Dade commissioner Gimenez attempting to get transit surtax repeal on ballot
By Risa Polansky
It was up to voters to self-impose a half-percent sales surtax to fund new transit projects — and it should be their call whether to continue paying it now that its purpose has changed, Miami-Dade Commissioner Carlos Gimenez says.
He's calling for a referendum to repeal what's known as the transit half-penny, which voters OK'd in 2002.
Commissioners are to consider his proposed ordinance next week.
The move comes less than two months after the majority of the commission voted to allow the bulk of surtax revenue be used for transit operations and maintenance rather than exclusively new projects — the "final straw," Mr. Gimenez said Tuesday.
Now, "it's only right that they have the right to reconsider that vote in light of the reality of what that tax is going to be used for," he said.
The measure is likely to face opposition.
Even after warnings that voters might view the move as a bait-and-switch, nine of 12 present commissioners agreed in March to alter the use of the funds to support transit operations, reserving for capital expansions at least 10% rather than the whole pot.
Supporters say the change was necessary to protect the existing — and financially troubled — transit system.
Commissioner Barbara Jordan, who sponsored the measure to mingle surtax revenues with the general transit budget, stands by the decision.
"If we lose the half penny, then we are really going to have to suffer deep, deep, deep cuts," she said Tuesday.
Had the county continued to reserve surtax revenues solely for new projects, "we were going to be cutting some very significant [bus] routes that would have impacted over 3,000 individuals," said Ms. Jordan, who also chairs the county's Transit, Infrastructure & Roads Committee. Now, after agreeing to use half-penny proceeds to support the transit system, "we are only impacting less than 300 individuals."
Losing the half penny altogether "would basically be devastating to our transit system" — and the many residents who depend on it, she said.
Commissioner Katy Sorenson, who supported altering the surtax's use for what she called the sake of the transit system, said it's more important now than ever to adequately fund public transportation.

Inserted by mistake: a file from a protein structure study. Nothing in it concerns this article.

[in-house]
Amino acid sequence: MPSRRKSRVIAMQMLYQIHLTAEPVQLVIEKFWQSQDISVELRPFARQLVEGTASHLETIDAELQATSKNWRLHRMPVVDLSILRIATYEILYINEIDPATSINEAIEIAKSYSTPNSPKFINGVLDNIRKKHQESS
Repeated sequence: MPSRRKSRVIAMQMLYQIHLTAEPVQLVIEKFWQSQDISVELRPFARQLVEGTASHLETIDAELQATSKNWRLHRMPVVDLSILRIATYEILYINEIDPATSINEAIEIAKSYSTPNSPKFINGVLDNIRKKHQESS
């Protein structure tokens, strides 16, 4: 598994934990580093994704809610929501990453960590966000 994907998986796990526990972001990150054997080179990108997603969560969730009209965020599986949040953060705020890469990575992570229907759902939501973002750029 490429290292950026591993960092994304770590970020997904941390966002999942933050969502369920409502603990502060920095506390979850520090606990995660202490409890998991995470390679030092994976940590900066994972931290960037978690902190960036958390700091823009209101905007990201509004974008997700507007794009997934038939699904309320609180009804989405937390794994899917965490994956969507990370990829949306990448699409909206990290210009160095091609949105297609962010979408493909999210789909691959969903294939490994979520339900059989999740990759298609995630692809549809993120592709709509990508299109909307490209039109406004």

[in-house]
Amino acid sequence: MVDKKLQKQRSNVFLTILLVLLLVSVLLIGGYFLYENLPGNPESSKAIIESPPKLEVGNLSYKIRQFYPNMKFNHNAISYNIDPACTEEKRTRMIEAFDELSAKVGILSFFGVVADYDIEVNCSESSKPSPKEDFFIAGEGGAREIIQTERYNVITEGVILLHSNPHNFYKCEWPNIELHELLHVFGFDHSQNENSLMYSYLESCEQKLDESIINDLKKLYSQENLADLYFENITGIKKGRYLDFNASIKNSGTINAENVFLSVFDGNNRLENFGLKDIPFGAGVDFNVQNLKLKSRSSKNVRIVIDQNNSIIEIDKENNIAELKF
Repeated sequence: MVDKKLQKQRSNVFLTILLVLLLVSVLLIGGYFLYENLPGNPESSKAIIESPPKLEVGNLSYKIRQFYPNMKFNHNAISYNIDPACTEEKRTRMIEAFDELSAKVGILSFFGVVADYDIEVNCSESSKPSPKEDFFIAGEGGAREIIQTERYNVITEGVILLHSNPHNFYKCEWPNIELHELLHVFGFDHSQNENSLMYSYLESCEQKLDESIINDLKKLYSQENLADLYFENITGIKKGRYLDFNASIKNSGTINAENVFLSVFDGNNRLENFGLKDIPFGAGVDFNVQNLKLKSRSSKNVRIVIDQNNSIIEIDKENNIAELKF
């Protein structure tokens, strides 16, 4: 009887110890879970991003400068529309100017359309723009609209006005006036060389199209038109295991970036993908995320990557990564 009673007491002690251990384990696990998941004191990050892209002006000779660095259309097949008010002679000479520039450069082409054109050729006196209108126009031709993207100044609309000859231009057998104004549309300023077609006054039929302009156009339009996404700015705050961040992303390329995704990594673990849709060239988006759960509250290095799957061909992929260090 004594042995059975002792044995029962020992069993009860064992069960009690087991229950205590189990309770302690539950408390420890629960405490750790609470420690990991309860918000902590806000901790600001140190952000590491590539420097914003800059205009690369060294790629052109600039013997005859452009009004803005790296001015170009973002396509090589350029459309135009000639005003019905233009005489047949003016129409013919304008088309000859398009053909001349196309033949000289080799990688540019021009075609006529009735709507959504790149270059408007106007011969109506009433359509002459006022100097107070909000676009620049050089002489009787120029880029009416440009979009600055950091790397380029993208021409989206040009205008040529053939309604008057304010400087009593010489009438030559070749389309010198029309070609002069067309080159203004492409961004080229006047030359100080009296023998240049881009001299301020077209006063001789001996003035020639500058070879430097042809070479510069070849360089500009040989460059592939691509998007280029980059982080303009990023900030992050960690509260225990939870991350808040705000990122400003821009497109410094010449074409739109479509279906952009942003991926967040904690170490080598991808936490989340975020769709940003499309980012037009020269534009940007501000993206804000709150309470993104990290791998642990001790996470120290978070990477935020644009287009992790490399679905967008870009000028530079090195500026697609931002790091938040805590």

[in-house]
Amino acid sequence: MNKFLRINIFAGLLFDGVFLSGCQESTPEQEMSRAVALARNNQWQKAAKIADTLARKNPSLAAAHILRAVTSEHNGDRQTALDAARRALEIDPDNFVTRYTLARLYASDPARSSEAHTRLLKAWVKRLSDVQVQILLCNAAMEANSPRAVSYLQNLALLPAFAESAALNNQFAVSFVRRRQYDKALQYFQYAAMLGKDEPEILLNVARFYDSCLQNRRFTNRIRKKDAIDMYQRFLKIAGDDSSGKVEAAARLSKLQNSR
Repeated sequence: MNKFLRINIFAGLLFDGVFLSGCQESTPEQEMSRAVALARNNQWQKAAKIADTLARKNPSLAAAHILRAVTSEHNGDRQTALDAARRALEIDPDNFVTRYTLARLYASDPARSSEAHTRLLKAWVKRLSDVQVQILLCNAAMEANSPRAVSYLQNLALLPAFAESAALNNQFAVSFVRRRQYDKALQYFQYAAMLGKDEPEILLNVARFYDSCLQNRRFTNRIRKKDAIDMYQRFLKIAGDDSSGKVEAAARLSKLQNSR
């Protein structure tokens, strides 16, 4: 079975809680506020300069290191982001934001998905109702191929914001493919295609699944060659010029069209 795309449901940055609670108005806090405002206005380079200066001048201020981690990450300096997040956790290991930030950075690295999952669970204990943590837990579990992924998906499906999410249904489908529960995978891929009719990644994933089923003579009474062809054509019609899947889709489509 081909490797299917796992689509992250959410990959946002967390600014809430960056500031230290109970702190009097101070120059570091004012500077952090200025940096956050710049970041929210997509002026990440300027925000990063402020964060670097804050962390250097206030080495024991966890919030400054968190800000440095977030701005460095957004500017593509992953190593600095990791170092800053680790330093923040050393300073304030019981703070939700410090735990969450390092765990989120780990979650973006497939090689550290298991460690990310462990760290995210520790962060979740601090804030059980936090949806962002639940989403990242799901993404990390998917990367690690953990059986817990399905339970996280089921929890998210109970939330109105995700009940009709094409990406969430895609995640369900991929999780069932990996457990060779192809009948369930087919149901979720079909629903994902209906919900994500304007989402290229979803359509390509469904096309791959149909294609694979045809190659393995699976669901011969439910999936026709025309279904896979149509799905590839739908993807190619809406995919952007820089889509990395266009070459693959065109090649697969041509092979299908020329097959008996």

In pitching the surtax to voters years ago, "we over-promised and under-delivered," she said Tuesday. "But now is not the time to make our transit system less effective."
Mr. Gimenez acknowledged that killing the tax would mean re-opening a funding gap for the transit department but stressed the value of keeping the county's promise to voters.
"To me it's more important that government keeps its word, and I know there are going to be some consequences… but that's not how Miami-Dade County sold that transit tax to the people of Miami-Dade County, and government shouldn't work that way," he said.
Ms. Sorenson sees it differently.
"I believe in a representative form of government," she said. "People elect us to make decisions and to take the heat when decisions are wrong, as well.… We need to go forward, and I don't think repealing it at this point would have any value except to take away from our transit system."
Should the commission next week kill Mr. Gimenez's move to put a repeal to a vote, there's another route: a petitioned citizens' initiative.
When asked whether he'd encourage one, Mr. Gimenez said only "I'm going to see what happens at the commission level."
He could find some support there.
In voting against changing the surtax's uses in March, Commissioner Joe Martinez warned against what he called pulling a bait-and-switch on voters and vowed to try to repeal the half-penny.
Commissioner Rebeca Sosa also voted no, stressing the need to keep promises.
If passed, Mr. Gimenez's measure — and the referendum meant to follow — would not kill the surtax right away.
His proposed legislation calls for collecting the half-percent until all related outstanding county and municipal debt and contractual commitments based on the use of the tax are paid off or legally annulled.
Until the end of that year, the money would flow into a trust fund and be used only for that purpose.
Mr. Gimenez predicts the county would need to continue collecting for three to four years before the tax could go for good.
At that time, the Citizens' Independent Transportation Trust — created to oversee surtax spending — would also be abolished.
Linda Zilber, chair of the volunteer board, said she feared a repeal as soon as commissioners agreed to reroute the bulk of the surtax proceeds toward transit operations.
The majority of the transportation trust supported the change.
Ms. Zilber opposed it.
"This is what I was afraid was going to happen" — and transit is too vital to jeopardize by killing the charge altogether, she said.
Even dedicating only a portion of surtax revenues toward new projects rather than the whole pot "is better than nothing," she said. "I think this is a big mistake at this time."